“Sometimes the best way to finish a project is to just drop it completely.” ~ Arianna Huffington
We live in a physical, emotional, visceral reality that is constantly giving us feedback. Daunting heights warn us not to jump with abandon. Temperatures tell us whether to touch something or stay clear.
Some things are readily interpreted for our own survival. Others can be taken both ways.
Many people shy away from intensity while others are drawn to it. Intensity can be either good or bad depending on your associations. The same can be said for intimacy. It can be a negative experience, awkward at best, for people that carry pain. It can also be luxurious for those that are romantics.
What should we make of recurring procrastination? For many, it’s a signal to try harder. You have to overcome the laziness or inertia and get work done. In many cases, this is true because of consequences. If you don’t complete that assignment in a class, you have to be ok with the consequence of a failing grade.
On the other hand, what if your procrastination is within the context of a project you decided to do? Noone assigned or demanded your commitment. You volunteered and either you lost motivation or you are up against the natural resistance of the universe.
Every circumstance will be different, however, you might find a better use of your time and productivity if you take a close look at your procrastination on various projects. Have you ever considered the option of dropping projects completely very early?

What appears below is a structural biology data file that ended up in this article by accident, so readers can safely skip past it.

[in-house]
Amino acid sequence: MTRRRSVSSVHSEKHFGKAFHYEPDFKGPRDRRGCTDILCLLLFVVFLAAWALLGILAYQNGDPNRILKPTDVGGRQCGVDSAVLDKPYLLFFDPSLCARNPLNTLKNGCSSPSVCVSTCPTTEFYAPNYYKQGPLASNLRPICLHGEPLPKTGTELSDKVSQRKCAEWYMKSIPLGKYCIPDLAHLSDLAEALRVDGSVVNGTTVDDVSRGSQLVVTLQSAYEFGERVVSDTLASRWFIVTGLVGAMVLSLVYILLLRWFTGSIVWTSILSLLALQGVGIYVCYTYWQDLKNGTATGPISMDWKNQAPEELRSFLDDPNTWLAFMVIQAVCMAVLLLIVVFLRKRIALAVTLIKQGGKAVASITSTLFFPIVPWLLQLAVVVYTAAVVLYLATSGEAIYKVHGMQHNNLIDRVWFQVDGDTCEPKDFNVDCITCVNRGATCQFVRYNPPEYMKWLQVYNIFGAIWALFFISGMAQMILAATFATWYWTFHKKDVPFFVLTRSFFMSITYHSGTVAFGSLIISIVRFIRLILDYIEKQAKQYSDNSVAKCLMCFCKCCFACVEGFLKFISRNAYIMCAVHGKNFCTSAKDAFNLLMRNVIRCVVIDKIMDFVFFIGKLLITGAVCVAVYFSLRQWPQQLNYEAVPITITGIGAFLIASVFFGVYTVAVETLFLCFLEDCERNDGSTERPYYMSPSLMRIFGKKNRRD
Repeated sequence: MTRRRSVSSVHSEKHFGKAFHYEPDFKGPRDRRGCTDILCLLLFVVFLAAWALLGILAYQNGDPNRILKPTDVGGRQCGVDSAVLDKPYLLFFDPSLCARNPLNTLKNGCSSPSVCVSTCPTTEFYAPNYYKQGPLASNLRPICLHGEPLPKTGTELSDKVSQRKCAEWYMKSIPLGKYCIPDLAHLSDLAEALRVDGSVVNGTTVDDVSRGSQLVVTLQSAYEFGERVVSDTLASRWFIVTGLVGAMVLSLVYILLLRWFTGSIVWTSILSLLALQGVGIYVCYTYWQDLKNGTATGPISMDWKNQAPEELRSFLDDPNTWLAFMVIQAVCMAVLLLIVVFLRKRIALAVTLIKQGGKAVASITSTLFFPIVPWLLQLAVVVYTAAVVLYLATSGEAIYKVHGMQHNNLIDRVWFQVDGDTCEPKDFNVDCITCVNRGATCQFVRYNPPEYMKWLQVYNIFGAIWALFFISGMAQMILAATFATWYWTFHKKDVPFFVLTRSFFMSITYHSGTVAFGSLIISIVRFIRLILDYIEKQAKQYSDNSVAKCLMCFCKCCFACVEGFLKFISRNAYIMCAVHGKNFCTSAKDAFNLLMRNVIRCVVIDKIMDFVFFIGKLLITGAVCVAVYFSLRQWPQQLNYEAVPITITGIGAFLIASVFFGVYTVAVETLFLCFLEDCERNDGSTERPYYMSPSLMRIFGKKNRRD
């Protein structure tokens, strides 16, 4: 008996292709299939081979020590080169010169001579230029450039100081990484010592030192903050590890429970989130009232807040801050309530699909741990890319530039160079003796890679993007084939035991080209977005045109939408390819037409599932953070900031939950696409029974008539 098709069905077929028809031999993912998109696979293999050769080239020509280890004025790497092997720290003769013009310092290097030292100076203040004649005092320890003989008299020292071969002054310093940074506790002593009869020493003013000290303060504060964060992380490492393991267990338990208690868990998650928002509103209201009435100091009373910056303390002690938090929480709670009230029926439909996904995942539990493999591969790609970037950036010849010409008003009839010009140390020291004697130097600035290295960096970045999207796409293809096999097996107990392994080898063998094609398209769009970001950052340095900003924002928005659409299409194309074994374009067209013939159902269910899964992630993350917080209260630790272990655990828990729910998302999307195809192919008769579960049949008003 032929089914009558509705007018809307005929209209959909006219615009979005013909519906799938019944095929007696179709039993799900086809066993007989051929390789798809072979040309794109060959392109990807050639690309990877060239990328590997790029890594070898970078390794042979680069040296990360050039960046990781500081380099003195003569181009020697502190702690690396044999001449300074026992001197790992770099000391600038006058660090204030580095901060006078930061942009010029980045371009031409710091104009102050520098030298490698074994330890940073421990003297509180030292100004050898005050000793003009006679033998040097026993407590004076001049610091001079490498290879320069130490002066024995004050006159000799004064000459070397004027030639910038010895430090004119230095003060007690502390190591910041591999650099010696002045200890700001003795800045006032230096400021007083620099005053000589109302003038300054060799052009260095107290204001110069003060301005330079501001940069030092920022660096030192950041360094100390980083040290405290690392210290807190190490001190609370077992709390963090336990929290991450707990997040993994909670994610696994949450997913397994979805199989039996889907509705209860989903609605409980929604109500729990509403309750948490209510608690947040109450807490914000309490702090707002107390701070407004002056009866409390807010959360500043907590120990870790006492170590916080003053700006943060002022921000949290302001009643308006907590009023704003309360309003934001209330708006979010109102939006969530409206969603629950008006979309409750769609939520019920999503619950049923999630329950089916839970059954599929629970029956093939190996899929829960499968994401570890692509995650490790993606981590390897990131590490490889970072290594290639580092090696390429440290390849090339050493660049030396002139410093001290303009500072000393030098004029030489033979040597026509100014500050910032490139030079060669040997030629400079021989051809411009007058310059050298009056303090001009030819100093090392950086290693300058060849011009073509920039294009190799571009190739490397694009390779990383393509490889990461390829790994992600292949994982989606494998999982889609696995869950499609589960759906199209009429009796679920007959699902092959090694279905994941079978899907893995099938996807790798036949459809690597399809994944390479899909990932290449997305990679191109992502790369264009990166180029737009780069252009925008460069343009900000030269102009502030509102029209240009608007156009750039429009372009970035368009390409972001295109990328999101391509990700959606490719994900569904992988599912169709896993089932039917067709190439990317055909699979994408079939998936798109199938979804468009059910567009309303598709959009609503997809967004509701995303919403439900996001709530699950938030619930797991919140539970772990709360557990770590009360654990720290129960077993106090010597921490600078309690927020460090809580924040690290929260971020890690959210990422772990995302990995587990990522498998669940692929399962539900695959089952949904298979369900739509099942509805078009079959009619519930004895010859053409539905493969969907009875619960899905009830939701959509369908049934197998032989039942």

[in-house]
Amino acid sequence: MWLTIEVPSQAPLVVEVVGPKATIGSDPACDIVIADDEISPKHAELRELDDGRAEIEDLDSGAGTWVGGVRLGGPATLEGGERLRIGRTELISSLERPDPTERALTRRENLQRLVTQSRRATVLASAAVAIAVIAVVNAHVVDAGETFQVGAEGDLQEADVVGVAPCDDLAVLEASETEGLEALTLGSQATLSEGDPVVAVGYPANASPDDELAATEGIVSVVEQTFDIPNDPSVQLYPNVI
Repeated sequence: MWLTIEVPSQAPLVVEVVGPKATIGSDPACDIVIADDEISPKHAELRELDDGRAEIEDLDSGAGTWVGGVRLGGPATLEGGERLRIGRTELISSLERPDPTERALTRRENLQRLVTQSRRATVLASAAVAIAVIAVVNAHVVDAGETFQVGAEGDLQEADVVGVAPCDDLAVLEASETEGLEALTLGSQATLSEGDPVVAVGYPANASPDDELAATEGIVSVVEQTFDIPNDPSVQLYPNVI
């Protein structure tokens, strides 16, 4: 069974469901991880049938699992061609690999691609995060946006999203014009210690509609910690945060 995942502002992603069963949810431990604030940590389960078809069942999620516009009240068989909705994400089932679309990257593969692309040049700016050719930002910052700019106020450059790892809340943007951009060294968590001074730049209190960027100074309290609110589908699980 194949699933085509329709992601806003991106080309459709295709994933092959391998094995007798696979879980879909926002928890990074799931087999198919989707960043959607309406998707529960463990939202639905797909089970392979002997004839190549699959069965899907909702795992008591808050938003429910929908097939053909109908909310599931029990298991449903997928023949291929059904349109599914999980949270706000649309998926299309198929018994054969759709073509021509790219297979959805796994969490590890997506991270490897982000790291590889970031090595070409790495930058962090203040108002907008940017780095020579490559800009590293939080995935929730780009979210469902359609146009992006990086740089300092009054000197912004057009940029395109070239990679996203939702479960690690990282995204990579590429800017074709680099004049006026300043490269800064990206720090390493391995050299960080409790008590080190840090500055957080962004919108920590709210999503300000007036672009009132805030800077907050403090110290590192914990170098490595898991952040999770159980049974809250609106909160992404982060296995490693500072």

There’s a lot of merit in being a hard worker who is determined. Heck, you need this to go after your goals many times.
But, if early on, or even later for that matter, you find procrastination continues to be prevalent, you can save a lot of heartache and bandwidth by declaring your work finished by dropping it completely.
It’s not waste. It’s decision making. You started your work or project with good intentions. There are lots of uncertainty. Then you have to make a decision with the new information the universe has presented to you.
Furthermore, every hour you put into something you dread is an hour you rob from something you might love. That sunk-cost bias is expensive when it comes to allocating our energies to ventures, projects and work that will have a payoff.
Your task lists can be frustrating to look at because you have a lot of open loops and tasks left undone. That can be demotivating. But what you may not be seeing is the feedback your work is providing. You may be observing it without acting with decisiveness on whether to fully commit or drop it completely.
To a large extent, noone is telling us what to do. We can choose and that can be frightening. We have to own our choices and the work.
Are there projects you should simply drop right now because you find yourself continually procrastinating?